Miss Dior Parfum As You’ve Never Seen It Before

Parfums Christian Dior’s perfume creation director, Francis Kurkdjian, has travelled back in time to rethink a piece of haute couture history for a new generation. To celebrate the debut of his Miss Dior Parfum, 10 asked a new generation of artists from the Yale School of Art to reinterpret the fragrance’s legendary bottle.

When the perfumer Francis Kurkdjian took the reins at Parfums Christian Dior in October 2021, Miss Dior was at the top of his to-do list. J’adore, the famed late-Nineties musky floral, was already a well-oiled machine, its original proposition steadily articulated via a continuous roll-out of updates. But Miss Dior – the brand’s beloved first fragrance, which arrived in 1947 – was born from those “Provençal evenings, alive with fireflies, where young jasmine sings a descant to the melody of the night and the land,” as Monsieur Dior himself described it. Yet, it had a murky narrative arc. “Francis wanted to know the real history,” explains Frederic Bourdelier, who oversees the Parfums Christian Dior archive in Paris, and who Kurkdjian enlisted to unearth “the real story behind the legend”.

The initial findings provided some logistical reasons for any inconsistencies. “We noticed that every four or five years, the formula changed,” says Kurkdjian, the celebrated perfume purist whose track record for olfactory hits long precedes his arrival at the storied French house.

Factory closures and ingredient shortages meant that the fragrance’s original formula – a bouquet of floral notes (centifolia rose, Provençal jasmine, lily of the valley, peony, powdery iris) – had been interpreted and reinterpreted over the years. This was compounded by changes in perfumery production, during which the standard solvent used to distil notes from flower to bottle had evolved to meet more modern safety standards. New solvents, new olfactive profiles.

Francis Kurkdjian, perfume creation director at Parfums Christian Dior

Kurkdjian and Bourdelier pressed on, eventually contacting Dior’s ingredient suppliers and asking them to provide small amounts (no more than 100g) of the fragrance’s original 1947 ingredients – some of which are no longer in production – to truly understand its origins. The result is this month’s Miss Dior Parfum, a new twist on the fragrance Monsieur Dior once called “his only child”. Brimming with a near-exact replica of the fruity, jam-like Provençal jasmine that Miss Dior’s original perfumer, Paul Vacher, would have used nearly 80 years ago, and spiked with candied hints of wild strawberry and apricot, the formula offers what Kurkdjian describes as a statement-making “young” scent with a backstory. “Nowadays, the younger generation is all about finding meaning,” he says of the resonance of his latest creation.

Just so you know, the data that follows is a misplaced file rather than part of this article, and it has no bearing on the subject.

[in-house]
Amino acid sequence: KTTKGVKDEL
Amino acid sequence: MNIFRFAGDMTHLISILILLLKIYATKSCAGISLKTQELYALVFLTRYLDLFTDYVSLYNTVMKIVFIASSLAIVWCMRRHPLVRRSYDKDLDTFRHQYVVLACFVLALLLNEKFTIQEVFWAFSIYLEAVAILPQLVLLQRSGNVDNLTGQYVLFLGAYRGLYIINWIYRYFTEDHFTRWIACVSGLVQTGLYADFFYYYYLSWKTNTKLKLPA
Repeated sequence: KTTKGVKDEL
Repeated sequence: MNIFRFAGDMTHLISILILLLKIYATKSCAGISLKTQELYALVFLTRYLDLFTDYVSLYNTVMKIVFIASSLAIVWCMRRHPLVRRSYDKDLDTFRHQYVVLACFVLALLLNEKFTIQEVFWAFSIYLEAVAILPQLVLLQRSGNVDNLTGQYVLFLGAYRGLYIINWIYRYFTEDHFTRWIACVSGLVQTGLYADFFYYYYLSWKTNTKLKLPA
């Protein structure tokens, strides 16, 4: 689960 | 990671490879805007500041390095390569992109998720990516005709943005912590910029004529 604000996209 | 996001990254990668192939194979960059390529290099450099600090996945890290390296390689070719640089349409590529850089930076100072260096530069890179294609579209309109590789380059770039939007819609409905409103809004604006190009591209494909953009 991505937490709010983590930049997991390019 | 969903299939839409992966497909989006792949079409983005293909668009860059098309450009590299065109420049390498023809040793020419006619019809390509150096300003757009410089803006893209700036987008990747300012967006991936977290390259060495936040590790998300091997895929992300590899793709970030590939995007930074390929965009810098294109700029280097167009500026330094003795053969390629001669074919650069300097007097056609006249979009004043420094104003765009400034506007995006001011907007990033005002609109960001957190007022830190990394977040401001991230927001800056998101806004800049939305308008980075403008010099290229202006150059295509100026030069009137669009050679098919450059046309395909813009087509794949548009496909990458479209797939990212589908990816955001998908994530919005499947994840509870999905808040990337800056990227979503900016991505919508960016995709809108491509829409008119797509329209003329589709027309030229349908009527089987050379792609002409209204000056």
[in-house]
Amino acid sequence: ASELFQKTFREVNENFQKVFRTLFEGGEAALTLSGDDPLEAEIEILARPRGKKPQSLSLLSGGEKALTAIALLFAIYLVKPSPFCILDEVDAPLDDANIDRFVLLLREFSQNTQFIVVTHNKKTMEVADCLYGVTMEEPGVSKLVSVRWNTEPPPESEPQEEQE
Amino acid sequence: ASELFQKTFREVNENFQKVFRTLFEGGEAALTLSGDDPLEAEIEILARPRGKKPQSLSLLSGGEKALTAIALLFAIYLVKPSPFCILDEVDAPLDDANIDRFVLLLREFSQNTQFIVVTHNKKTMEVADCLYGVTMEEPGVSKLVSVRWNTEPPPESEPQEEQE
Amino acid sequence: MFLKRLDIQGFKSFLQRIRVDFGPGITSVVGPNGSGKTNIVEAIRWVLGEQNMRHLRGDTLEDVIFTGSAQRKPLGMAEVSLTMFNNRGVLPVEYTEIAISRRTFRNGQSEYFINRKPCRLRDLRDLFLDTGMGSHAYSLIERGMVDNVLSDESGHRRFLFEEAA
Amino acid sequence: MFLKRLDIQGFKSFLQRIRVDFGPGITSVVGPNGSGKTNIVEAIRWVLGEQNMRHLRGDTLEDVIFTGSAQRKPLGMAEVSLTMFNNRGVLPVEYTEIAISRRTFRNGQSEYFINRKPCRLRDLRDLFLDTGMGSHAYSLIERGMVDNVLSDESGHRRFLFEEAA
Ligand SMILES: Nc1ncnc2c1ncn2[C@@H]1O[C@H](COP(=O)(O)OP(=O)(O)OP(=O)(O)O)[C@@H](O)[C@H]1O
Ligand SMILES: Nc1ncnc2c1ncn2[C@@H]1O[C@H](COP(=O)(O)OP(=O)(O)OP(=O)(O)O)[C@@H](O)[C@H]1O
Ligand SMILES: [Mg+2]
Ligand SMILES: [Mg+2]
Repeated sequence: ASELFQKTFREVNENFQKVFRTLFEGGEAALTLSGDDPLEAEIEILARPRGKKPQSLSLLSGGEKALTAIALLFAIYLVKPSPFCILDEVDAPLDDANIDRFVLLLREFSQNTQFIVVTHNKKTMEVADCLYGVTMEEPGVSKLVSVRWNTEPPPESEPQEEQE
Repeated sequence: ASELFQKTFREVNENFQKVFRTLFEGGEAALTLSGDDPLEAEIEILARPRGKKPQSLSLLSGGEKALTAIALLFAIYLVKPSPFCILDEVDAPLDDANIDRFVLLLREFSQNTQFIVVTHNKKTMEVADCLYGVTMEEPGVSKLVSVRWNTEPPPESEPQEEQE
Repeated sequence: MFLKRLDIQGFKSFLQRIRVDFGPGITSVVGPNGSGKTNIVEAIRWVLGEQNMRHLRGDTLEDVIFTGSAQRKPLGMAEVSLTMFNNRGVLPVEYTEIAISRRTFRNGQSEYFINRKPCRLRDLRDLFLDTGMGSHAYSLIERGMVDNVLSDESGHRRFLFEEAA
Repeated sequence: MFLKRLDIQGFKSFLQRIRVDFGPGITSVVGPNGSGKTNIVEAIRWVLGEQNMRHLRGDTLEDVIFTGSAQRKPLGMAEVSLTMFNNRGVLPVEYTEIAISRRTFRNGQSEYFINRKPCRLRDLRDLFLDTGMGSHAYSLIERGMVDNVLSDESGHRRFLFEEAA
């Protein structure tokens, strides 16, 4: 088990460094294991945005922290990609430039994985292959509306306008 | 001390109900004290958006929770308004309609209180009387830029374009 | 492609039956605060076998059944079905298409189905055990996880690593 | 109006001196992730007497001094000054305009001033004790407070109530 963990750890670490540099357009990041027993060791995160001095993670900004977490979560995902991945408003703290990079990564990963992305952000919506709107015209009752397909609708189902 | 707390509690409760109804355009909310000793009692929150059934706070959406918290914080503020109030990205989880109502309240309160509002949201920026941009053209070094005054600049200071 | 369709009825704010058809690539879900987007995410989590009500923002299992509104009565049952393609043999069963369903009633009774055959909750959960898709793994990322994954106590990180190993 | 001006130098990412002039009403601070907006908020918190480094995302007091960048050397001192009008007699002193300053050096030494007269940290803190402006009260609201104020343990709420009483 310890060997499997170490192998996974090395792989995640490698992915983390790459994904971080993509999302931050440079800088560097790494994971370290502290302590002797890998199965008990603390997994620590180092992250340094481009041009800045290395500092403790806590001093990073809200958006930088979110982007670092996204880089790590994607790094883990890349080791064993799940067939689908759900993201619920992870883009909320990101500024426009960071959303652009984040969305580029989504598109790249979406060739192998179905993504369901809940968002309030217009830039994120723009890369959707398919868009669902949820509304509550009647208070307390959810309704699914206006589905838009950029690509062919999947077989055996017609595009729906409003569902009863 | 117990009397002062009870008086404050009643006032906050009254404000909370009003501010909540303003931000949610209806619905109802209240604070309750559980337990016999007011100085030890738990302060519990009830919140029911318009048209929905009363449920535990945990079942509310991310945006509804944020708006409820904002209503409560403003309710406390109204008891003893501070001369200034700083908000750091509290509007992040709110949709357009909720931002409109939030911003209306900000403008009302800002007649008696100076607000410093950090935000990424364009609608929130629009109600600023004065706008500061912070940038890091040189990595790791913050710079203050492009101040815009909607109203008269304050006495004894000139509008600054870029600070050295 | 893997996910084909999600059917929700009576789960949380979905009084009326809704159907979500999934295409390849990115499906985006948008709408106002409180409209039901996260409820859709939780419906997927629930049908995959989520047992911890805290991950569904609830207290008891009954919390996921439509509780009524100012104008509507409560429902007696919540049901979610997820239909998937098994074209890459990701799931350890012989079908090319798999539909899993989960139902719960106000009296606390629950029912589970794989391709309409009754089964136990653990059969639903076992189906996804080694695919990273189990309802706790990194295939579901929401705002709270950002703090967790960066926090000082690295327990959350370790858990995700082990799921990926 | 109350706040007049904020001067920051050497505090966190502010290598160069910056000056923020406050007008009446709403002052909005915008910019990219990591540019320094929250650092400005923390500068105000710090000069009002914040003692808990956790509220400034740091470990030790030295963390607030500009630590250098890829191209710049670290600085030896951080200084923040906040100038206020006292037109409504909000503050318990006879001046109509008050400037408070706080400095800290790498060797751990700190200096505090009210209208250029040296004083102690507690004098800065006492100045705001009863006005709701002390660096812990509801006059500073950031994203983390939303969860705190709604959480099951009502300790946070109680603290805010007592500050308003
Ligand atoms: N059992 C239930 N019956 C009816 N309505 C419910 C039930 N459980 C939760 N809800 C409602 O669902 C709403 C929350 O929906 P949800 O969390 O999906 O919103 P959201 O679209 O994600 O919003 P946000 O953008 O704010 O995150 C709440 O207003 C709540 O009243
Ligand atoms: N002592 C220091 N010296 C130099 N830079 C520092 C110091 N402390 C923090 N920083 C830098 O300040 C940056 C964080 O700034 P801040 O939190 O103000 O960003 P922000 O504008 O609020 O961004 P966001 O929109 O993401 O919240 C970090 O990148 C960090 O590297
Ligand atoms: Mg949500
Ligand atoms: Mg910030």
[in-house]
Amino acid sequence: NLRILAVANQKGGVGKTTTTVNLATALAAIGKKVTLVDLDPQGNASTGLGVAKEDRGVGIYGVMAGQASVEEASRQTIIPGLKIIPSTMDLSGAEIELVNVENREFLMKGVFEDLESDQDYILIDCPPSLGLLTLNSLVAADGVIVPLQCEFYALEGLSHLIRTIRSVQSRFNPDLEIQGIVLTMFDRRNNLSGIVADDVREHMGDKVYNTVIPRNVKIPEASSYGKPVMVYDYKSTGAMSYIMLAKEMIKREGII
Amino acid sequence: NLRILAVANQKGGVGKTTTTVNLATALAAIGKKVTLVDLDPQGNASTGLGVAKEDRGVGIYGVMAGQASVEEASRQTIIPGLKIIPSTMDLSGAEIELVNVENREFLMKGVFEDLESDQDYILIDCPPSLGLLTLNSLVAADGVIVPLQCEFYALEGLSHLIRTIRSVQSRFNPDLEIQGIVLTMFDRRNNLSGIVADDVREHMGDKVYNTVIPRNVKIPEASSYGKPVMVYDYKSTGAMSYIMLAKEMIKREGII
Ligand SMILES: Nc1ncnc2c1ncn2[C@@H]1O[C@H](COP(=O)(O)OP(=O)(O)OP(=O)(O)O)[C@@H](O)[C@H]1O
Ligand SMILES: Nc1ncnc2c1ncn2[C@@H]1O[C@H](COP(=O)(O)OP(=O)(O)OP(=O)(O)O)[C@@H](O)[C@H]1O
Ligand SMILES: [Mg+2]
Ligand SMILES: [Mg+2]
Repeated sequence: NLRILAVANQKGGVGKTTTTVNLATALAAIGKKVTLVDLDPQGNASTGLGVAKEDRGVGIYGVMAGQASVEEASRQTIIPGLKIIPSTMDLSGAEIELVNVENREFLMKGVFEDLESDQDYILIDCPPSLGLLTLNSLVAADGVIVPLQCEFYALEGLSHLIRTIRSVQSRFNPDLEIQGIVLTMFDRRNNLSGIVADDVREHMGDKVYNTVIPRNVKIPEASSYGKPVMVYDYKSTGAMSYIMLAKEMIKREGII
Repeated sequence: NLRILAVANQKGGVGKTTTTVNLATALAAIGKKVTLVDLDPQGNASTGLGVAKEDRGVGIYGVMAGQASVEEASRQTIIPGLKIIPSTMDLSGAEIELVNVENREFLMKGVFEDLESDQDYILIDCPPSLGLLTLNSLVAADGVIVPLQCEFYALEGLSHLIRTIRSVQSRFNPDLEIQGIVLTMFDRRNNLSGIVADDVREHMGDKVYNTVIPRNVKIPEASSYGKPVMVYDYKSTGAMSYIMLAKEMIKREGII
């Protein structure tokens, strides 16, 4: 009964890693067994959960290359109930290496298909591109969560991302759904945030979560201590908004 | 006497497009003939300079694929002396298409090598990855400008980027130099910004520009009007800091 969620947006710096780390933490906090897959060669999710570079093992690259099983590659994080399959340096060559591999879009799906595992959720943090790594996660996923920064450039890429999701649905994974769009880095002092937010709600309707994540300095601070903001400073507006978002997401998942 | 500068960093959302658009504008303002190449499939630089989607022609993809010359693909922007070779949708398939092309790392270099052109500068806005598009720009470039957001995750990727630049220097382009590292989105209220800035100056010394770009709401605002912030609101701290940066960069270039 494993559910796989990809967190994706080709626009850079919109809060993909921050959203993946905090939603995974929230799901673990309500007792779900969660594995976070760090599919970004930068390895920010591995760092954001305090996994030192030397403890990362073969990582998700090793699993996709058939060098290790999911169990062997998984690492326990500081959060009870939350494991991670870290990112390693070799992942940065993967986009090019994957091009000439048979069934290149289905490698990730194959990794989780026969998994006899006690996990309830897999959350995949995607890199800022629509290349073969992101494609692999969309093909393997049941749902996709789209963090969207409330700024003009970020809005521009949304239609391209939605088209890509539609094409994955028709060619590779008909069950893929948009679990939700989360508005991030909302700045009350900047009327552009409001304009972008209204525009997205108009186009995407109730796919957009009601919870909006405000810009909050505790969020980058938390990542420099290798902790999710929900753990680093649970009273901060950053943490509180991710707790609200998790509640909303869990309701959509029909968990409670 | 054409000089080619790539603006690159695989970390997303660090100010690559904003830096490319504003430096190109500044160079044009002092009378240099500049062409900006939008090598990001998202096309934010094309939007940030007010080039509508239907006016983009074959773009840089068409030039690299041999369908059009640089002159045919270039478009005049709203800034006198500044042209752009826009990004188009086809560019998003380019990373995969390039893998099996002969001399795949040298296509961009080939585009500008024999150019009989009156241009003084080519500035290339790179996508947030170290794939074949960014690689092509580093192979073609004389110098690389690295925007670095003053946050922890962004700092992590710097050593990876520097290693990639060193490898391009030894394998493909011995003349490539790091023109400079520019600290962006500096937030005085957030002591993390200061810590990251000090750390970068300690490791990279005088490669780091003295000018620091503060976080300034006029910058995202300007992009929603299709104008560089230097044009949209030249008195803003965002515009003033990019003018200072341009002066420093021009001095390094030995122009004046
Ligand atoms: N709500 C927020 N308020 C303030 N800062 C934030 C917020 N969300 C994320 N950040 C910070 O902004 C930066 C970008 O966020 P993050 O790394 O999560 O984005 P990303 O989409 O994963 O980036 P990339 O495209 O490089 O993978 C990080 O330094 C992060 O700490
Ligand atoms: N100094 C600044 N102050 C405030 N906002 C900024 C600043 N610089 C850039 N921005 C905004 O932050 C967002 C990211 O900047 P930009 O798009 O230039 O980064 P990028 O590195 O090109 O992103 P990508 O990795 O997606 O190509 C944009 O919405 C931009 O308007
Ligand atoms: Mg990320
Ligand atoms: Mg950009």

They’re also not into the instant gratification of quick-to-evaporate gateway scents, the lighthearted eau de toilette and mists that covered my vanity as a teenager nearly 30 years ago. “The idea that parfum and eau de parfum are more serious than eau de toilette, I think, as a concept is outdated,” Kurkdjian reveals of the fragrance world’s highest concentrations, noting that, more and more, Gen Z is seeking out scents with staying power. Fragrance trend data certainly suggests as much, especially in the US, where #perfumetok, TikTok’s dedicated fragrance hashtag, with its seven billion views and counting, has completely disrupted the category, giving many niche scents – which have helped elevate the conversation around higher-concentration eaux – cult-like status. As Kurkdjian holds up sample vials to illustrate the difference between the transparent jasmine note that is frequently used in present-day Miss Dior concentrations and the deeper- toned jasmine he has tapped for his new Parfum, it’s easy to see the scent’s viral potential among a hyper-engaged audience that has become besotted with the alchemy of perfumery.